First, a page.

On Edspresso, “John Dewey,” who’s studying to become a math teacher, observes that education professors value “divergence” (more than one answer exists for a question) and regard “convergence” (only one answer exists) with disdain.

I think ed school teachers take an oath to uphold these beliefs as part of an attempt to turn math into a “divergent thinking” type of subject like social studies or English. Such thinking reflects a significant and depressing lack of understanding of what math is about.

More emphasis on teaching students to solve proofs might help, but geometry has become proof-light.

The proofs that exist in today’s high school geometry courses are trivial; many textbooks have turned most theorems into postulates so that geometry has become a collection of “taken on faith” propositions with no proofs offered. Geometry classes have become nothing more than memorization of formulae (areas, volumes, surface areas of volumes) and very few proofs.

I remember asking my geometry teacher why the “given” was given. He couldn’t explain the underlying thinking. He just knew how to march us through the process.

Of course, math problems tend to have onlly one solution, though there are many different ways to get to that solution. Interestingly, when I taught college students, they wanted to know the “one way” to do a problem, and were annoyed to find out that you could do it lots of different ways (and that I didn’t much care which one they used, though it helped to know them all so you could do it two ways to confirm your answers.)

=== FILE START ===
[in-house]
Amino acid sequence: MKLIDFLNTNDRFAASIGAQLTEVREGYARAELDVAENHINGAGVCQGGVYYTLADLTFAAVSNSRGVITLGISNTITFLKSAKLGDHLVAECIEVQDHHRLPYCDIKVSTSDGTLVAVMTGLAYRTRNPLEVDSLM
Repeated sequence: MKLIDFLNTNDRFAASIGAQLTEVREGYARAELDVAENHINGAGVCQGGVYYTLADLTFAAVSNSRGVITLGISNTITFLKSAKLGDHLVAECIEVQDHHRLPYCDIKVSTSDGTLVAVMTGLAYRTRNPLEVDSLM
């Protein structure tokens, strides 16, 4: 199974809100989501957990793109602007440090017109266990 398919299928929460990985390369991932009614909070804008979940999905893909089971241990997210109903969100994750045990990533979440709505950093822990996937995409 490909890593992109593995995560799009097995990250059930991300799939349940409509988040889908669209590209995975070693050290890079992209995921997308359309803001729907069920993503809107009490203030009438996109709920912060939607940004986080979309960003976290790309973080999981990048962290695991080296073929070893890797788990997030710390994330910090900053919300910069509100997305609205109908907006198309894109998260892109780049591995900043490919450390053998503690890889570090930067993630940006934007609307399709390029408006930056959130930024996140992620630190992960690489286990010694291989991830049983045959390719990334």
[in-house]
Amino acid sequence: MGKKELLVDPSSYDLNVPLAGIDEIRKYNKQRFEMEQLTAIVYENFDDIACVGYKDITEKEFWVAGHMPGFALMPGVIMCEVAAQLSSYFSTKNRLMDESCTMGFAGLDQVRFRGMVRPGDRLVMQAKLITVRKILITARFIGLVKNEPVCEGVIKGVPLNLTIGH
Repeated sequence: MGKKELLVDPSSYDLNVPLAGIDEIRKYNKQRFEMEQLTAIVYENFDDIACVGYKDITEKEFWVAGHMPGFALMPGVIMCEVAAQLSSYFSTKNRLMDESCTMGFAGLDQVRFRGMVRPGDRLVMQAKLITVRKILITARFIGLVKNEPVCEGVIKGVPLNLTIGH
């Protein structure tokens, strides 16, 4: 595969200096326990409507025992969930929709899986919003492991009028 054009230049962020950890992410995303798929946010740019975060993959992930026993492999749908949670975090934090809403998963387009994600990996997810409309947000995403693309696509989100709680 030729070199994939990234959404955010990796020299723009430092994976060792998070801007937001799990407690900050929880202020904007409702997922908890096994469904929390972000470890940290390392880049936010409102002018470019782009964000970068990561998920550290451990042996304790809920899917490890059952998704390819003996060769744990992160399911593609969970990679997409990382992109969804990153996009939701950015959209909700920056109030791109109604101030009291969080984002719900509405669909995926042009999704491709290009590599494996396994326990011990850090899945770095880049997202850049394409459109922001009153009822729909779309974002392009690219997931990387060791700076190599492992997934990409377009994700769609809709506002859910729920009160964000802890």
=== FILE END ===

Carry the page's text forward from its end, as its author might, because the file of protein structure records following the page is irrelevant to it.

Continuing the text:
As a kid who was pretty good at math, I recall 9th-grade geometery being pure torture precisely because of the seemingly endless repetition of proofs. Frankly, a lot of the theorems just seemed intuitive, and constantly “proving” the obvious didn’t seem like a great use of time.

That said, the logical rigor that math instills is one of the best things about it.

On Edspresso, “John Dewey,” who’s studying to become a math teacher, observes that education professors value “divergence” (more than one answer exists for a question) and regard “convergence” (only one answer exists) with disdain.I’d like the Politically Correct Thought and Behavior Police to value a little divergence (freedom).

I remember asking my geometry teacher why the “given” was given. He couldn’t explain the underlying thinking. He just knew how to march us through the process.“It’s because I said so!”